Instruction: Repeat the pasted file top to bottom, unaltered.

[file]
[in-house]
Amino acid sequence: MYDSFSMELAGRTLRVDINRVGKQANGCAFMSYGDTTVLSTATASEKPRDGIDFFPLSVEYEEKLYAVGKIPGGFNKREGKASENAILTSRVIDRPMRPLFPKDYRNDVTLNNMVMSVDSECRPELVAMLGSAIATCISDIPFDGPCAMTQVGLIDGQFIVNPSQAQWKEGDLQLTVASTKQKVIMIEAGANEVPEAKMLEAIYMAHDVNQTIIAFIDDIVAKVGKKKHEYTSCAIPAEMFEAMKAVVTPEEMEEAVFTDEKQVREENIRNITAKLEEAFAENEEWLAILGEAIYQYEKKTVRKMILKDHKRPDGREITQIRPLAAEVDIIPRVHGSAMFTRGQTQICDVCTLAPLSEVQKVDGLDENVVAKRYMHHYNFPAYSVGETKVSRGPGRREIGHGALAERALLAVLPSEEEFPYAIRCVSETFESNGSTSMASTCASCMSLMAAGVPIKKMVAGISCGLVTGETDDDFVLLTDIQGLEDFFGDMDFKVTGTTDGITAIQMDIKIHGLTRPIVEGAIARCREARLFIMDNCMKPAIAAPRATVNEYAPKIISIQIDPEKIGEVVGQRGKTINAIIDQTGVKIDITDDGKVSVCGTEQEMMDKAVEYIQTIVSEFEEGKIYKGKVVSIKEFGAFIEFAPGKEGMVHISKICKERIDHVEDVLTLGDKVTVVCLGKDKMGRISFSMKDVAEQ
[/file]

[in-house]
Amino acid sequence: MYDSFSMELAGRTLRVDINRVGKQANGCAFMSYGDTTVLSTATASEKPRDGIDFFPLSVEYEEKLYAVGKIPGGFNKREGKASENAILTSRVIDRPMRPLFPKDYRNDVTLNNMVMSVDSECRPELVAMLGSAIATCISDIPFDGPCAMTQVGLIDGQFIVNPSQAQWKEGDLQLTVASTKQKVIMIEAGANEVPEAKMLEAIYMAHDVNQTIIAFIDDIVAKVGKKKHEYTSCAIPAEMFEAMKAVVTPEEMEEAVFTDEKQVREENIRNITAKLEEAFAENEEWLAILGEAIYQYEKKTVRKMILKDHKRPDGREITQIRPLAAEVDIIPRVHGSAMFTRGQTQICDVCTLAPLSEVQKVDGLDENVVAKRYMHHYNFPAYSVGETKVSRGPGRREIGHGALAERALLAVLPSEEEFPYAIRCVSETFESNGSTSMASTCASCMSLMAAGVPIKKMVAGISCGLVTGETDDDFVLLTDIQGLEDFFGDMDFKVTGTTDGITAIQMDIKIHGLTRPIVEGAIARCREARLFIMDNCMKPAIAAPRATVNEYAPKIISIQIDPEKIGEVVGQRGKTINAIIDQTGVKIDITDDGKVSVCGTEQEMMDKAVEYIQTIVSEFEEGKIYKGKVVSIKEFGAFIEFAPGKEGMVHISKICKERIDHVEDVLTLGDKVTVVCLGKDKMGRISFSMKDVAEQ